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by Camillo Walzel

Genre: Operetta, Romance
Format of Original Source: Plot summary
Recommended Adaptation Length: 60 Minutes

Candidate for Adaptation? Not Likely


Suppé is fond of introducing real characters among the personages of his operas, and in this one, which has become such a favorite, sharing equally in popularity with “Fatinitza,” we find Boccaccio of the “Decameron,” and the Fiametta whom he has immortalized in it (the Princess Maria of Naples, with whom he fell violently in love) masquerading as the adopted daughter of Lambertuccio, the grocer. In the opera he is rewarded with her hand in the finale. In reality, Maria, the Fiametta of the “Decameron,” was already the wife of another when Boccaccio was enamoured of her. She died long before her lover, but her memory was cherished by him, as in the case of Beatrice and Dante, and to her we owe undoubtedly the collection of tales in the “Decameron” which furnished such abundant material to subsequent poets, story-tellers, and dramatists.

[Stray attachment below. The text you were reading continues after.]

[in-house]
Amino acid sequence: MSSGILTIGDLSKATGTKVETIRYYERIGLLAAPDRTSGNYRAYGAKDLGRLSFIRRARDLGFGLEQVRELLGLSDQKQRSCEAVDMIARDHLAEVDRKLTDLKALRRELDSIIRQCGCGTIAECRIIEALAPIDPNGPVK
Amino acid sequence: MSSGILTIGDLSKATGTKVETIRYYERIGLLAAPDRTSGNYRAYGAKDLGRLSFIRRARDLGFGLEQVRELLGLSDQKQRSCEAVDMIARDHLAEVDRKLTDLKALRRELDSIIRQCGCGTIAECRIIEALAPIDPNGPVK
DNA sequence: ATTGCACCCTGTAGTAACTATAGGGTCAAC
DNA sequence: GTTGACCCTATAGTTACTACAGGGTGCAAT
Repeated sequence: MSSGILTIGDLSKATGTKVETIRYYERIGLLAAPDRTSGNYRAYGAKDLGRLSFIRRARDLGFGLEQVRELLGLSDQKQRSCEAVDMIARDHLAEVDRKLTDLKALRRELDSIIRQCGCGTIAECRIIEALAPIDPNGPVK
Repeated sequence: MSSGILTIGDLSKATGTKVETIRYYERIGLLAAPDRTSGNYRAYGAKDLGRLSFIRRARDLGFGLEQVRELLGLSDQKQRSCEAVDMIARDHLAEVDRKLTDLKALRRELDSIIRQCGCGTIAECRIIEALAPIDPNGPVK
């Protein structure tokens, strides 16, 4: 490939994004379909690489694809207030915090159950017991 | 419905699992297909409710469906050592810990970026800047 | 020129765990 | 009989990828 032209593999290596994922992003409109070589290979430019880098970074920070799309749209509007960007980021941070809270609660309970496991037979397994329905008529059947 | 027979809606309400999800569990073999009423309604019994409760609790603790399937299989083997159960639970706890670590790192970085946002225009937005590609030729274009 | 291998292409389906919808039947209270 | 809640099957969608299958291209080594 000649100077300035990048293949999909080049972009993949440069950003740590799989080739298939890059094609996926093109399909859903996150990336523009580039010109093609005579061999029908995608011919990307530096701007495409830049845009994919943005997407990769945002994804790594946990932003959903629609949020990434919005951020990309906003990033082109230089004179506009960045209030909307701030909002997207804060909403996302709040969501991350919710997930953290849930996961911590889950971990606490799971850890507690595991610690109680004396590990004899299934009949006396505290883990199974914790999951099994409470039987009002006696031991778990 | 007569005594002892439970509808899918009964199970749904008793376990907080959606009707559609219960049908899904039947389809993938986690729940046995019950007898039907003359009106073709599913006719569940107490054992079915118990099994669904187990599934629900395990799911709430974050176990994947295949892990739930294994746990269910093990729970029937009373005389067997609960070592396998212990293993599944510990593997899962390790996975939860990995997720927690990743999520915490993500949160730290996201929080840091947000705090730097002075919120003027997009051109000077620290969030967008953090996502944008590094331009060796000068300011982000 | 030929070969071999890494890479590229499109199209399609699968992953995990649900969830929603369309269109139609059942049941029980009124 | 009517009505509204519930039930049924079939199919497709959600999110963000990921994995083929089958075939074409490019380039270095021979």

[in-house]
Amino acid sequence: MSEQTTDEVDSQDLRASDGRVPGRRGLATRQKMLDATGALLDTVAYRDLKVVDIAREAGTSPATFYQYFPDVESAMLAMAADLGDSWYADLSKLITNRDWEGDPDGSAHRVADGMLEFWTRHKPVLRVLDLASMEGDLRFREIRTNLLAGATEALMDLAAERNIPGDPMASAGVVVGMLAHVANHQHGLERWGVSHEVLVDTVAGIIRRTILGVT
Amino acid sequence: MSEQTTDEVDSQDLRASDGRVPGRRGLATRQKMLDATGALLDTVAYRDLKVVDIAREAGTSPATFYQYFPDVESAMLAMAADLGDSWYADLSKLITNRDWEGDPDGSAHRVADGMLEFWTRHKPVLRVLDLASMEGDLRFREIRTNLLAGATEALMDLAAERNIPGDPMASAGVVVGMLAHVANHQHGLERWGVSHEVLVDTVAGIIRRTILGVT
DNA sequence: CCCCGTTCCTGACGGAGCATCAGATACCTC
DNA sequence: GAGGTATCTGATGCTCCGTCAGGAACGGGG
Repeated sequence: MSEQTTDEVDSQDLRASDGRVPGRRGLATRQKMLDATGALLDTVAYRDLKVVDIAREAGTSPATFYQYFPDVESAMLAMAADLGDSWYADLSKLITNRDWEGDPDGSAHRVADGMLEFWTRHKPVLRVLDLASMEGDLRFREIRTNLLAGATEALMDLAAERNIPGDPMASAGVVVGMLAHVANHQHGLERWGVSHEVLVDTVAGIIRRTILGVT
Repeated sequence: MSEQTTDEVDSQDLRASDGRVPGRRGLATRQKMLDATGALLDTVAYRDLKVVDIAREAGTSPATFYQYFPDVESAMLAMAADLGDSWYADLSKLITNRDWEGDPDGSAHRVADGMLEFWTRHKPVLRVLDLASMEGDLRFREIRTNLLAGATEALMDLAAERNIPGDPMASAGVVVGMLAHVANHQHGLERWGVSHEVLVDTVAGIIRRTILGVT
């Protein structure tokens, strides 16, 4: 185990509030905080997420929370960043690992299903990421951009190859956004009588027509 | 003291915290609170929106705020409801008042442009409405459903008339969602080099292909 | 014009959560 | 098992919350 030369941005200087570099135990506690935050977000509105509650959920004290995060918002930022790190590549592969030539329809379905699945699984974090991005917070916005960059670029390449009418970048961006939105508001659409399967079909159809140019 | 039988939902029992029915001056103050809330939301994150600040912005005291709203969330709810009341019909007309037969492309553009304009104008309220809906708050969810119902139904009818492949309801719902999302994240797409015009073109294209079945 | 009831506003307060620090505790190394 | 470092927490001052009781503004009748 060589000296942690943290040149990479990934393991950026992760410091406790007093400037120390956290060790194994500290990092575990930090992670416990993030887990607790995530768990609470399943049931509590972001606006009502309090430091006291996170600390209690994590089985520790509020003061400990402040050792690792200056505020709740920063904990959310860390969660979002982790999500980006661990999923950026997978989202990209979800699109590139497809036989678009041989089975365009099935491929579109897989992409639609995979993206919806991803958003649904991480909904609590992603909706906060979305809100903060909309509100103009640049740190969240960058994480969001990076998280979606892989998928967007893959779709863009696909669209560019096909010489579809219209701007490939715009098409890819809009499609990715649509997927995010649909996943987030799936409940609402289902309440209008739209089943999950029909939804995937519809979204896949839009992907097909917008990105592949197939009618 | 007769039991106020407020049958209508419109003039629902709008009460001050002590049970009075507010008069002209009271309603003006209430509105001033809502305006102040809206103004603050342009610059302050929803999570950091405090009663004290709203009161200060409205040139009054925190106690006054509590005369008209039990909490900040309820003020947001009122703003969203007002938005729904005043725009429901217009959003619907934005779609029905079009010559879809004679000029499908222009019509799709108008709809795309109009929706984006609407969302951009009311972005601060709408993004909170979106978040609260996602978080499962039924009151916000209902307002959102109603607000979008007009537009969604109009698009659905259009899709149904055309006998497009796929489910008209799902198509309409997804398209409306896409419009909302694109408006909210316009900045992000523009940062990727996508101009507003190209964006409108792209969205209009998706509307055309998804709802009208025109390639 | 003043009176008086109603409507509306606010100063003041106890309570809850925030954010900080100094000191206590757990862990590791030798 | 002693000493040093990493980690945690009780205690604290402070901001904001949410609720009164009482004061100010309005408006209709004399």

The plot revolves around a girl who is not aware of her royal birth — which feels like a flimsy premise upon which to base a new musical these days, even if you set it in the past.  What thesis would you be chasing with this material?  Is there a metaphor which could lend itself to this storyline?


A word of caution:  This plot summary was written by 19th-century literary critic George Upton, who often mixes personal opinion with summation.  You would be advised to consult the original source material, if the general plot appeals to you.


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